At the onset of a project, universities should allocate funds not only for the installation but also for the adaptation of existing maintenance plans to make sure BMPs operate efficiently and successfully over the long-term. This is an investment: when new maintenance requirements are weighed against the staff hours allocated to maintain traditional landscapes, total investment over a full year typically remains comparable, while achieving more environmentally sound solutions that deliver an ecological return over time.

3. Stormwater landscapes don’t have to look fuzzy and unkempt.
There are many stormwater BMPs that can be applied in urban conditions to both accommodate heavy pedestrian and vehicular use and slow and treat stormwater before it is released off-site. Although filtration through plant material or soil is often the most effective method for improving water quality, storage in underground tanks or cisterns is another helpful approach in constrained urban contexts. They have little or no visual impact and still allow water to be reused for irrigation, or to be released slowly over time to reduce peak discharge rates.

At Georgetown University’s Pedro Arrupe, S.J. Hall, which opened in August of 2016, our design team found that employing underground storage tanks—which can hold 10,000 gallons of water collected from the building’s green roof system—could offset much of the demand on the potable water system for irrigation while having no visual impact on the landscape.

Integrated stormwater capture and reuse system at Georgetown University’s Pedro Arrupe, S.J. Hall, opened 2016.

4. Testing and employing stormwater BMPs is part of being a good neighbor.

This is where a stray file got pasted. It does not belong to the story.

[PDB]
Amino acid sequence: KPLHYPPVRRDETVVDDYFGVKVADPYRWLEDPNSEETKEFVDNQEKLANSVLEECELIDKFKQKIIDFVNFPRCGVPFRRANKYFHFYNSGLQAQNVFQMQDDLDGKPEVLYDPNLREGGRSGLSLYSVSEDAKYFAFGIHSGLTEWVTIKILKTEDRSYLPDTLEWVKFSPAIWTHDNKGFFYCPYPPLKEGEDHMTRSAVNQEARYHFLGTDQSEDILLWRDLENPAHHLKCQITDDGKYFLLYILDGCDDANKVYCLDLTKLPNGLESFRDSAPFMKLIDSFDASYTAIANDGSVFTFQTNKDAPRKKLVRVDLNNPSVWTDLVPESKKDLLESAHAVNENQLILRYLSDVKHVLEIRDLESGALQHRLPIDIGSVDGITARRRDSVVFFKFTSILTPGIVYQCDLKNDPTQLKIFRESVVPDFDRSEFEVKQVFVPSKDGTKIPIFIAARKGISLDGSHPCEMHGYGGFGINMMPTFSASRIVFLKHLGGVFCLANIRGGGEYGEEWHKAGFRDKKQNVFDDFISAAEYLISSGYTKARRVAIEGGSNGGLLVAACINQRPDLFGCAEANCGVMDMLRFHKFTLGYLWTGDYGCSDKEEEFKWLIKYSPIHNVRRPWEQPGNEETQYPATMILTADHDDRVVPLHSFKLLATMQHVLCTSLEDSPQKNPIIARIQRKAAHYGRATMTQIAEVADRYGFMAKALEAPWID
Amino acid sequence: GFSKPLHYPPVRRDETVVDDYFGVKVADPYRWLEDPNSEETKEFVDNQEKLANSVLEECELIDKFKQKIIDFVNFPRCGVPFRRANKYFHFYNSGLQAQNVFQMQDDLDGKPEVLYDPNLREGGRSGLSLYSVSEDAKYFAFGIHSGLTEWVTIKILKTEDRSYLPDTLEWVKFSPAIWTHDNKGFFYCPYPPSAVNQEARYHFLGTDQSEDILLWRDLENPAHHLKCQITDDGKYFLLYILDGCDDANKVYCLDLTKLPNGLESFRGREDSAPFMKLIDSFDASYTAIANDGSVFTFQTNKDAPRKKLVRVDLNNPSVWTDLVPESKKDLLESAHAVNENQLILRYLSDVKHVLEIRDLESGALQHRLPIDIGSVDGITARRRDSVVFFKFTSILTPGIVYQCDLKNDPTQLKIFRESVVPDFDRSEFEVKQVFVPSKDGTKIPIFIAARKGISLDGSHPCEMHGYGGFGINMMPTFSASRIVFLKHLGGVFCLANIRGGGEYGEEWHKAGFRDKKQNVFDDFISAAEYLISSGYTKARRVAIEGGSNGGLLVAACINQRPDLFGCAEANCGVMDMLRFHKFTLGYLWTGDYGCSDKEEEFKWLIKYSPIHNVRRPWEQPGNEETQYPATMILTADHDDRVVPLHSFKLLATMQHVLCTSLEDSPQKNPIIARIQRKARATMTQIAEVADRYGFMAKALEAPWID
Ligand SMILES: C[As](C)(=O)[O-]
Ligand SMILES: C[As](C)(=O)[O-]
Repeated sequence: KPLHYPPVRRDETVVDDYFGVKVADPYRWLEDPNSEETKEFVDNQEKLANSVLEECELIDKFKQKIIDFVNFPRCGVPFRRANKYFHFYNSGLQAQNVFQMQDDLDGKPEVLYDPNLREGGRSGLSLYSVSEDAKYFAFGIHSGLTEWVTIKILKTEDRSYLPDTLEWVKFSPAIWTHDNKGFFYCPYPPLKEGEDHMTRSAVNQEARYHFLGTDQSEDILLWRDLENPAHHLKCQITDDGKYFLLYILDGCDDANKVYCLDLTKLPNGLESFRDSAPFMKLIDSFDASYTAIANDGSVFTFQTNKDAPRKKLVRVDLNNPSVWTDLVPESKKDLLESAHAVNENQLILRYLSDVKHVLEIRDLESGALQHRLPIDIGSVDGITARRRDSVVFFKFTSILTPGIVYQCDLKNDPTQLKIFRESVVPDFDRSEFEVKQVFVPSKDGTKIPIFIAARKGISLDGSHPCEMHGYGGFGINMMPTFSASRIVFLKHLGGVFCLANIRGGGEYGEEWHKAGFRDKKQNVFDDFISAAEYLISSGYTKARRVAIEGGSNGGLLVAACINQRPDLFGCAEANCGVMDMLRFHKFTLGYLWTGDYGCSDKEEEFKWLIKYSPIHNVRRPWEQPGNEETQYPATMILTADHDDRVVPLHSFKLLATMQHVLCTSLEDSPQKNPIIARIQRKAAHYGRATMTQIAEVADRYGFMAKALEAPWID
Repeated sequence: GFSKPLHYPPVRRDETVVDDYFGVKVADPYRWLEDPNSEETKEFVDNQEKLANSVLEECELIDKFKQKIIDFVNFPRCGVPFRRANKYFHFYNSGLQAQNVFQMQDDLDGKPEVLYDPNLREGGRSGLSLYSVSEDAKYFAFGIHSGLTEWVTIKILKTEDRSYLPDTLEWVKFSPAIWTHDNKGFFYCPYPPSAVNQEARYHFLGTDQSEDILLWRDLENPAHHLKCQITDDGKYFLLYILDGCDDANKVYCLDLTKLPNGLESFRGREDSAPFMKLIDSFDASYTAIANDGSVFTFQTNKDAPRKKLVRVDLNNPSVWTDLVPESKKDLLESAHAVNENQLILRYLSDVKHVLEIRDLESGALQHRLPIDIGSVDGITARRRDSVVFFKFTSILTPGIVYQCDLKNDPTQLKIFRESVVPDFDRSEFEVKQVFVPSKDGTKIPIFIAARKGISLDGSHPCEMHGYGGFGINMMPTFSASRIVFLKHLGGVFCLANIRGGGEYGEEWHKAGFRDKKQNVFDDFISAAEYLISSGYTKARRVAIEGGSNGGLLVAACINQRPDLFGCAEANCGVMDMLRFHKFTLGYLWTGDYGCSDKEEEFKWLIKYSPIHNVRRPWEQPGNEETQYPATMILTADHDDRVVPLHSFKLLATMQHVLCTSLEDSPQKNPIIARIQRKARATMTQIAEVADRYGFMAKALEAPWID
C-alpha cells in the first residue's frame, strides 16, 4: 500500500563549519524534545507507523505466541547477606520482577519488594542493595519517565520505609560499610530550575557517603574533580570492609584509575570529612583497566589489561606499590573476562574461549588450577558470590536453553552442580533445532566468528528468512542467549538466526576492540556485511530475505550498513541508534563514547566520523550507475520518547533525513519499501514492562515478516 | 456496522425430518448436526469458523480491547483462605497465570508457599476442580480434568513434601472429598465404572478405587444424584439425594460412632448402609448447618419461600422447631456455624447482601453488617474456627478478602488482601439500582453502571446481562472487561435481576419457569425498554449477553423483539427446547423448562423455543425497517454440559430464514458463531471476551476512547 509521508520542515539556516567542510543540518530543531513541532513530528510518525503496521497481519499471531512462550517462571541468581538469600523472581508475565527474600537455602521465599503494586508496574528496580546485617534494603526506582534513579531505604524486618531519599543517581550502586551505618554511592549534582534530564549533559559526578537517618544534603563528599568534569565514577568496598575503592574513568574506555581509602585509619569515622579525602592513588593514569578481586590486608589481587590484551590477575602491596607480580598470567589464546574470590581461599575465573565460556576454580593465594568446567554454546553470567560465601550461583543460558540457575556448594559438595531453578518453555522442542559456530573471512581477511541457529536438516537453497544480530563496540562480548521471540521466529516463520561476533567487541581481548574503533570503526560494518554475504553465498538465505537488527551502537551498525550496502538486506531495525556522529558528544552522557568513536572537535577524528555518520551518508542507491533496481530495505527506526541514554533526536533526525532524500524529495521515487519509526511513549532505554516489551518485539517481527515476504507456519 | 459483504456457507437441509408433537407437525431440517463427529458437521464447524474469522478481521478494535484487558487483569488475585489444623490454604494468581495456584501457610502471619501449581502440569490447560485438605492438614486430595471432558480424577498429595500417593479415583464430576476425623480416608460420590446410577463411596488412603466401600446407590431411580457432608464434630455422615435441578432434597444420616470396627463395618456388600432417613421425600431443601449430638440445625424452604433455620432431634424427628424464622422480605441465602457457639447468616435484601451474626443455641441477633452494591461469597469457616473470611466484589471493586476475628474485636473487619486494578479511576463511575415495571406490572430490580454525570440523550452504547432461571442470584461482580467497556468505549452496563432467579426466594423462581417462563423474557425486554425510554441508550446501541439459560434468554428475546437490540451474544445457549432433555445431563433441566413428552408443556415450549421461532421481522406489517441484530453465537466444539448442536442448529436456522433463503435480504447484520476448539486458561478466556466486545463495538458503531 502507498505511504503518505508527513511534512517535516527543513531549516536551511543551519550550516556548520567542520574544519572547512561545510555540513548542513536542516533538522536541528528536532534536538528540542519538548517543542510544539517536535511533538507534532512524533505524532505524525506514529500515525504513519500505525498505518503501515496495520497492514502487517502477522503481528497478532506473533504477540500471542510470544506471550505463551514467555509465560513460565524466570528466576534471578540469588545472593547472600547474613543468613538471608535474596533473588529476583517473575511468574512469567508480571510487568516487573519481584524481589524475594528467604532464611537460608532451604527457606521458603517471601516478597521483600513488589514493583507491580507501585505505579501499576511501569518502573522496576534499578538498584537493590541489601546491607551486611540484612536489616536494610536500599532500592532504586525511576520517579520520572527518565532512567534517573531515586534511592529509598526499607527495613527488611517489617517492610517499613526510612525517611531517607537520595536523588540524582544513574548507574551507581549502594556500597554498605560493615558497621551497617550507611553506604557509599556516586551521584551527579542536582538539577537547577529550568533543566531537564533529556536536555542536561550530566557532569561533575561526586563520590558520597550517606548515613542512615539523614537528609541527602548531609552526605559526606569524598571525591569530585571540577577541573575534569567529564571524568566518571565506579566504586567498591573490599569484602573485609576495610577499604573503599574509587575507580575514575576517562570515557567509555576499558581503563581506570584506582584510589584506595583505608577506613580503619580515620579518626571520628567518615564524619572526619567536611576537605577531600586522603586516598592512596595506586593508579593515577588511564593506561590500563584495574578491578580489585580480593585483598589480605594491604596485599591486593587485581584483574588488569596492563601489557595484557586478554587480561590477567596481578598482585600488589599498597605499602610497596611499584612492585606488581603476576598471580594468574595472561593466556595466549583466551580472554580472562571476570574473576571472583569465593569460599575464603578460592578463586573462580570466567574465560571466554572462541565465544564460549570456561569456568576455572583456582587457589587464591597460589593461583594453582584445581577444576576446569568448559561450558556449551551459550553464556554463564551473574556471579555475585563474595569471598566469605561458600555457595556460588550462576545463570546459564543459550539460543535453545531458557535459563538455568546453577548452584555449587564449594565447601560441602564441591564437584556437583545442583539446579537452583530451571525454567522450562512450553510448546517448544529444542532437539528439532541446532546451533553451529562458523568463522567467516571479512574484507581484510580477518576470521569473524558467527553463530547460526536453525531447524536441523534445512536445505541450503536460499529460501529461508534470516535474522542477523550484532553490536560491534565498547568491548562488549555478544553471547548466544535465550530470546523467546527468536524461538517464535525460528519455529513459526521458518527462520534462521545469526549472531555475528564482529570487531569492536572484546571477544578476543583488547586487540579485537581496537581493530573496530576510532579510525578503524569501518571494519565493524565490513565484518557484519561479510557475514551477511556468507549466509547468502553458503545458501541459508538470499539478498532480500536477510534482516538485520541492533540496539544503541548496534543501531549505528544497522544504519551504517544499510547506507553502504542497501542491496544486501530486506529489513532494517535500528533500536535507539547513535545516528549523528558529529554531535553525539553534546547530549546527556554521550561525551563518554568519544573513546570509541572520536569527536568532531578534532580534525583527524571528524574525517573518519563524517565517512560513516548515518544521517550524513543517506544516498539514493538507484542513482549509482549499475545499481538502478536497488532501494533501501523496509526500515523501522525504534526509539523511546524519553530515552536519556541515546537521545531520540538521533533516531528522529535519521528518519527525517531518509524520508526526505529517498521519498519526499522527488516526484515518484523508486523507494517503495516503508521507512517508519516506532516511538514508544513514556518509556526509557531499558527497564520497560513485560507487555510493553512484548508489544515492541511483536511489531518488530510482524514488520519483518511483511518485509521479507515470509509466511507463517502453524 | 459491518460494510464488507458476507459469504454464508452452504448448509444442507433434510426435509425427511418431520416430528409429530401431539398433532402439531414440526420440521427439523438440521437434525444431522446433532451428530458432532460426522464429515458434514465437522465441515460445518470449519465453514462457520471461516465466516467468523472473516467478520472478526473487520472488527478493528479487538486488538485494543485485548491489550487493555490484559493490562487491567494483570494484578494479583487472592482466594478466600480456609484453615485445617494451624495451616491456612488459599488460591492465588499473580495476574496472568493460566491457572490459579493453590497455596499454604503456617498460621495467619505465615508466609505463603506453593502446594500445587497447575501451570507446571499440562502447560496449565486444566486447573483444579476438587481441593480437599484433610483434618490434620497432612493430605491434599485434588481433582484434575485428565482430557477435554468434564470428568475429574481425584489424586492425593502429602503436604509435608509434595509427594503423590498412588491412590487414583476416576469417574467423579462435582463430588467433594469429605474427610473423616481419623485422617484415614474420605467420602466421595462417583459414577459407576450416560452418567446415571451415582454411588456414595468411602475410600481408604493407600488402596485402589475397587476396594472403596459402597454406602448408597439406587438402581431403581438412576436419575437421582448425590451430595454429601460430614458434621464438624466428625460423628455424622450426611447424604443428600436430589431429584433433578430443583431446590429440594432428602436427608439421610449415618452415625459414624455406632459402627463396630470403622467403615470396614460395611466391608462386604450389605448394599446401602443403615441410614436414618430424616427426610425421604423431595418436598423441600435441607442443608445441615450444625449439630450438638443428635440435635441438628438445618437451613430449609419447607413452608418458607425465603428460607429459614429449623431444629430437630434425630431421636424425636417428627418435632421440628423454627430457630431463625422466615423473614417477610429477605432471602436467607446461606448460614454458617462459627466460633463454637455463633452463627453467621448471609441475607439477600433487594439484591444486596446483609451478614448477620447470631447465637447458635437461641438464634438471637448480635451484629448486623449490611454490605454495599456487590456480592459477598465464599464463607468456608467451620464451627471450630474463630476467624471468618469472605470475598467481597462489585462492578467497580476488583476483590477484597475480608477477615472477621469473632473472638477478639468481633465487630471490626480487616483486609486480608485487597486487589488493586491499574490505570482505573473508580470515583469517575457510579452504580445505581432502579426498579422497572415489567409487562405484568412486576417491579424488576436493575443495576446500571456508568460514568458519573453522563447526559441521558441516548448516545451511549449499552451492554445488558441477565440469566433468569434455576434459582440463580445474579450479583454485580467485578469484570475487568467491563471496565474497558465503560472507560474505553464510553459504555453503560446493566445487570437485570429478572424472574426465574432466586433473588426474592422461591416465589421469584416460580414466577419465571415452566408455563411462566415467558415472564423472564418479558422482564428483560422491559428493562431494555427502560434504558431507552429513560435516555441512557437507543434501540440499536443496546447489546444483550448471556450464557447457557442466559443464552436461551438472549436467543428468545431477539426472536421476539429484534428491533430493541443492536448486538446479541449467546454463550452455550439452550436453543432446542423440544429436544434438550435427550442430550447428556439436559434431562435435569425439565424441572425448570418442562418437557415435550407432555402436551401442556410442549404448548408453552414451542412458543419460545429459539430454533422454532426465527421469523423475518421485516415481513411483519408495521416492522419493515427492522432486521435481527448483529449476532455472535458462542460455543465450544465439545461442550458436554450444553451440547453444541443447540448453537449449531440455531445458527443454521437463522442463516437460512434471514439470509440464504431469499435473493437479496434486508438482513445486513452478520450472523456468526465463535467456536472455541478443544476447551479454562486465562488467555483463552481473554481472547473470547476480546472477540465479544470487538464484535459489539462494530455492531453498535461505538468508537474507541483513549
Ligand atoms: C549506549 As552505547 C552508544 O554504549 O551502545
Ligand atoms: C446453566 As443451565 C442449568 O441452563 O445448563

Many urban universities are concerned not only about minimizing flooding on their own campuses but also about being good neighbors to surrounding communities; they are conscious of minimizing their impact on those downstream in the watershed. We saw this firsthand as we drew up our master plan for Tulane University in New Orleans, which sits on slightly higher ground relative to surrounding, flood-prone neighborhoods.

The Sasaki team worked with the University to incorporate stormwater storage and treatment concepts in future landscape projects. Other factors are also at play in New Orleans, where a new regulatory environment will soon give rise to a tax on all stormwater piped off-site. Given its land holdings and topographic situation, Tulane has the opportunity to introduce best practices in stormwater management that can have a real impact on reducing flooding in the city.

A campus-wide stormwater management plan for Tulane University will significantly reduce the amount of run-off the campus sends downstream.

5. Simple, creative modifications to traditional infrastructure can provide big stormwater benefits.
Sometimes the simplest changes can be most effective when it comes to stormwater management. In our design for the Cedar Rapids Iowa Medical District Campus 10th Street streetscape, we proposed and implemented a simple modification to a standard city detail of a storm structure inlet. This design removed road pollution from the first flush of rainfall and redirected stormwater to irrigate the adjacent street trees, with only excess water flowing into the traditional storm drain system.
Taken altogether, this design reduced peak stormwater runoff, improved water quality, and reduced the demand for potable water for irrigation of the streetscape. Because we worked with existing city standard detail rather than introducing a new, complicated or expensive alternate system, implementation was achievable. By infiltrating the water through the soil of native plantings that are tolerant to urban conditions, this system ultimately improved the city’s ecological health and is a great example of a creative and easy-to-implement solution.

A simple adaptation to the city standard detail of the storm structure inlet in flood-prone Cedar Rapids, Iowa allowed for the irrigation of street trees and the slowing of stormwater entering the traditional system.

As designers and planners, we have an obligation to find ways—large and small—to help cities and institutions manage stormwater effectively for a more resilient future. By treating and leveraging runoff on-site, universities are well-poised to demonstrate leadership in their communities and with their peers to make a measurable positive impact on their urban environments.

By Laura Marett, Sasaki

Image Credits | Sasaki